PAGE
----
The ability to discover novel SUR antagonists and calcium channel blockers would be facilitated by the use of a facile and reproducible assay using human adipocytes as the target cell type. Use of another cell type, such as HEK293 cells, would allow characterization of the adipocyte-selectivity of novel compounds. Accordingly, the following method describes the use of human adipocytes in a screening assay for SUR antagonists and calcium channel blockers.

Human subcutaneous abdominal adipose tissue was obtained from patients undergoing elective abdominal cosmetic surgery, although other types of adipose tissue, such as mesenteric, retroperitoneal, perirenal, or omental may be useful in identifying these compounds. Preadipocytes are isolated by collagenase treatment of the tissue and cultured adipocytes prepared as described (patent filed; Jan. 29, 1999; Ser. No. 09/240,029). Agents that regulate calcium flux in adipocytes as noted above can mediate lipolysis. Human adipocytes may be cultured in multi-well plates with different treatments between 1 hour or 24 hours as indicated, and glycerol release into the culture medium was determined as an indicator for lipolysis using a one-step enzymatic fluorometric method. The media collected from 1 hr treatments were used directly for glycerol measurements. For 24 hr treatments, media were removed, and cells were washed with Hank's Balanced Salt Solution and incubated in fresh medium for a further 10-60 min. This media were then used for glycerol measurements for 24 hr treatments. After medium was collected, cells were processed for total protein concentration by a modified Bradford method using Coomassie Blue dye (PIERCE, Rockford, Ill.) or other comparable protein determination methods to allow correction for differences in cell density/well.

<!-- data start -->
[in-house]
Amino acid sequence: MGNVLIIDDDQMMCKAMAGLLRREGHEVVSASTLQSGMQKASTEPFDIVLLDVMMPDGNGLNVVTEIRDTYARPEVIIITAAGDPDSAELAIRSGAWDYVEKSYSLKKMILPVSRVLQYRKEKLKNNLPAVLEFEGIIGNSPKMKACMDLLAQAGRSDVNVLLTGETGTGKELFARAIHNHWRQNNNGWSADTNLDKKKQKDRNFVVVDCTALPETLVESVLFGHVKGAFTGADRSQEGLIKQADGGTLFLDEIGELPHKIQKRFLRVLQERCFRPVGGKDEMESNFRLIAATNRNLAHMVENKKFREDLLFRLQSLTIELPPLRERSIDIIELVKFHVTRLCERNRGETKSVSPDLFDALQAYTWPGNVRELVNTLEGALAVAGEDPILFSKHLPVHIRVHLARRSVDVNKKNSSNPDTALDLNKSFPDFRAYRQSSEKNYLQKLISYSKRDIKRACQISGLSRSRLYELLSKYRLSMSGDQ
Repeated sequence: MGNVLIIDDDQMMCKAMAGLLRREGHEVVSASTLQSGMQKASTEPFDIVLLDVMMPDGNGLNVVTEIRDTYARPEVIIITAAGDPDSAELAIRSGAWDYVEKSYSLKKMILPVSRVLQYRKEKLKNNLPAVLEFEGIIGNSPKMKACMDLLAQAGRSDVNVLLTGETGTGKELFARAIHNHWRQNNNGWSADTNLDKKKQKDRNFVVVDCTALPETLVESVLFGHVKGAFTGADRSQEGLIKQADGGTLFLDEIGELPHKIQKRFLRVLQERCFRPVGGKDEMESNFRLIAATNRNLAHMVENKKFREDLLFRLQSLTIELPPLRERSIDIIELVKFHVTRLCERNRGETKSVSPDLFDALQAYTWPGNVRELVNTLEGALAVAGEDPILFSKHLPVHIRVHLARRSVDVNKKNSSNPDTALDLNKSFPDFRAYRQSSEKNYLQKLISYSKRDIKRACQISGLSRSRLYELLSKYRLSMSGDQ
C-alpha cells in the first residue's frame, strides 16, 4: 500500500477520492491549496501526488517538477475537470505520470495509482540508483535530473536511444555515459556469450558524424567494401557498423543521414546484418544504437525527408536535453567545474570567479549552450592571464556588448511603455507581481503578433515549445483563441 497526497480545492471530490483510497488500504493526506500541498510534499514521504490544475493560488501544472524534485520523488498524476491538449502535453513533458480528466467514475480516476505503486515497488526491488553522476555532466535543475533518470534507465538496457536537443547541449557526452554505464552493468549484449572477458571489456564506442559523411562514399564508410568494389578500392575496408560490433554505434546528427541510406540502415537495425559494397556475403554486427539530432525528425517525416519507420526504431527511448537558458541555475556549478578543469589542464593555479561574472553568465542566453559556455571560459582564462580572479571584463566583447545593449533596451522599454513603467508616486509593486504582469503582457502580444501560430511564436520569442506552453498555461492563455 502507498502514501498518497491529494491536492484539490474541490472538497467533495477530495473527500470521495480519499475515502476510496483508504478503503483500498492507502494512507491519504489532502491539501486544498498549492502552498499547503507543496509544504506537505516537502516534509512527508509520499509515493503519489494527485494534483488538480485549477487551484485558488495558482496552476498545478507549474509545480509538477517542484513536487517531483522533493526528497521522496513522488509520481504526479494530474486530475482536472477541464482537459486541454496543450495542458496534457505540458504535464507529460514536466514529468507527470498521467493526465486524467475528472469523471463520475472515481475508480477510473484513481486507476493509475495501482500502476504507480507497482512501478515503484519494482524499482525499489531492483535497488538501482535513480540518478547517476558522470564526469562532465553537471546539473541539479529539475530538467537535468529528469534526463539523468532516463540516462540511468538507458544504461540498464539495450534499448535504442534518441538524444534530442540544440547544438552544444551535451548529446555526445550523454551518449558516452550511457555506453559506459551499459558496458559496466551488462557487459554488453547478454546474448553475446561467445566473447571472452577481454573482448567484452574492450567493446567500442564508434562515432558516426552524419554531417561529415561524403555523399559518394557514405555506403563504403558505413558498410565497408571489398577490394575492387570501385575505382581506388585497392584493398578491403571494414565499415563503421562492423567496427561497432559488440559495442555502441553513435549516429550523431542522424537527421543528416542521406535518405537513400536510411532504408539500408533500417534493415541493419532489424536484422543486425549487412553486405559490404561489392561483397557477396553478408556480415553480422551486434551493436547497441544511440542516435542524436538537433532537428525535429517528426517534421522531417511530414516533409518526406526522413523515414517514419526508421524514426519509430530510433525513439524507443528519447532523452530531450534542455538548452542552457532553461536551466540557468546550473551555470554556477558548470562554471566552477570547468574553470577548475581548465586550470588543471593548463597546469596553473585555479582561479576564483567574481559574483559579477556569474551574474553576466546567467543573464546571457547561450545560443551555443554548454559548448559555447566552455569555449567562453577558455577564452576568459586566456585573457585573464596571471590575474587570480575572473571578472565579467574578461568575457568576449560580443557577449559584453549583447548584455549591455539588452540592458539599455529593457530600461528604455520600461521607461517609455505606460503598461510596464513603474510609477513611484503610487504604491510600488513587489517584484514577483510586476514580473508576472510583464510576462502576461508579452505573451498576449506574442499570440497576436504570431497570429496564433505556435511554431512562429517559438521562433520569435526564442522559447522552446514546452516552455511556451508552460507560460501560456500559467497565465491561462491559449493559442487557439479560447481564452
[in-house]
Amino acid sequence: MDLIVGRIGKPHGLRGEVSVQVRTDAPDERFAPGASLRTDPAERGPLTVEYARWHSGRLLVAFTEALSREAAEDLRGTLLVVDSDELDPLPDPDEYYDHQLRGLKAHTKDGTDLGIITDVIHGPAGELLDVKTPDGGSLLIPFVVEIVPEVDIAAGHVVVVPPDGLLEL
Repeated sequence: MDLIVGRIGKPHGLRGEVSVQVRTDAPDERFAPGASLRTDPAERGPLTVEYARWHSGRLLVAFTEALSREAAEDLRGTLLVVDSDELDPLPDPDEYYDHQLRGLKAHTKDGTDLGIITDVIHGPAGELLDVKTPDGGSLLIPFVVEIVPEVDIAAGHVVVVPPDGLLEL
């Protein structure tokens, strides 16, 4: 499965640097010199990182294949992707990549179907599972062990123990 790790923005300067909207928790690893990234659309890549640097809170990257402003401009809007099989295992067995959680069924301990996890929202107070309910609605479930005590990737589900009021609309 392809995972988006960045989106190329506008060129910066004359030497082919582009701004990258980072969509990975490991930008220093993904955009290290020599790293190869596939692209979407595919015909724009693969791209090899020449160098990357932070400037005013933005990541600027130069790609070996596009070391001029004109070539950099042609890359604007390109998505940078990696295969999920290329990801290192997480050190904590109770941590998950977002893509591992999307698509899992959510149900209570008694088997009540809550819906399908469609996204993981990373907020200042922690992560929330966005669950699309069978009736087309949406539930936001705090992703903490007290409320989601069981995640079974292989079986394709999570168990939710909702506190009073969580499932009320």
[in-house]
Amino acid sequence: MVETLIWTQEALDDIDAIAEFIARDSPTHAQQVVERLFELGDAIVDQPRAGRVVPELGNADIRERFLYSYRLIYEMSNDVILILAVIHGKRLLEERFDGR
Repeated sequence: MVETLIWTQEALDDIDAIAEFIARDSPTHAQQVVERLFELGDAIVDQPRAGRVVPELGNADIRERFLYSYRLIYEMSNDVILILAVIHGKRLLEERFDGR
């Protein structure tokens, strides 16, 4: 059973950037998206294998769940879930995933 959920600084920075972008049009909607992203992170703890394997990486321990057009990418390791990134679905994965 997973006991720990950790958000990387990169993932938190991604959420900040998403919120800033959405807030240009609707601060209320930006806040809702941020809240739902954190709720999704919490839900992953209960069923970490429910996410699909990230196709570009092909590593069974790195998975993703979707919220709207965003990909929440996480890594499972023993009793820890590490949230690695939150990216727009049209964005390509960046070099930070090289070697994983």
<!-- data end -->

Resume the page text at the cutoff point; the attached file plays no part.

Correlation of lipolysis with flux of intracellular calcium ([Ca2+]i) concentration is then performed. Human cultured adipocytes are plated as described above and compounds added for a defined period of time 30-120 minutes. [Ca2+]i levels are then measured fluorometrically using dual excitation (340 and 380 nm)/single emission (510 nm) fluorometry and [Ca2+]i is calculated by the computer in the fluorometer. As a control, after loading fura-2/AM cells are pretreated with nitrendipine (RBI, Natick, Mass.) (30 μM, final concentration) for 10 min at 37° C.

Selectivity of the compounds may then be determined by analysis of intracellular calcium concentrations in a variety of relevant cell types such as 3T3-L1 adipocytes, primary human adipocytes, differentiated cultured adipocytes, smooth muscle cells, pancreatic beta cells, cardiomyocytes and other cell types. Adherent cell types are plated in a multi-well plate and [Ca2+]i levels are then measured fluorometrically using dual excitation (340 and 380 nm)/ single emission (510 nm) fluorometry as described above. As a control, after loading fura-2/AM cells are pretreated with nitrendipine (RBI, Natick, Mass.) (30 μM, final concentration) for 10 min at 37° C.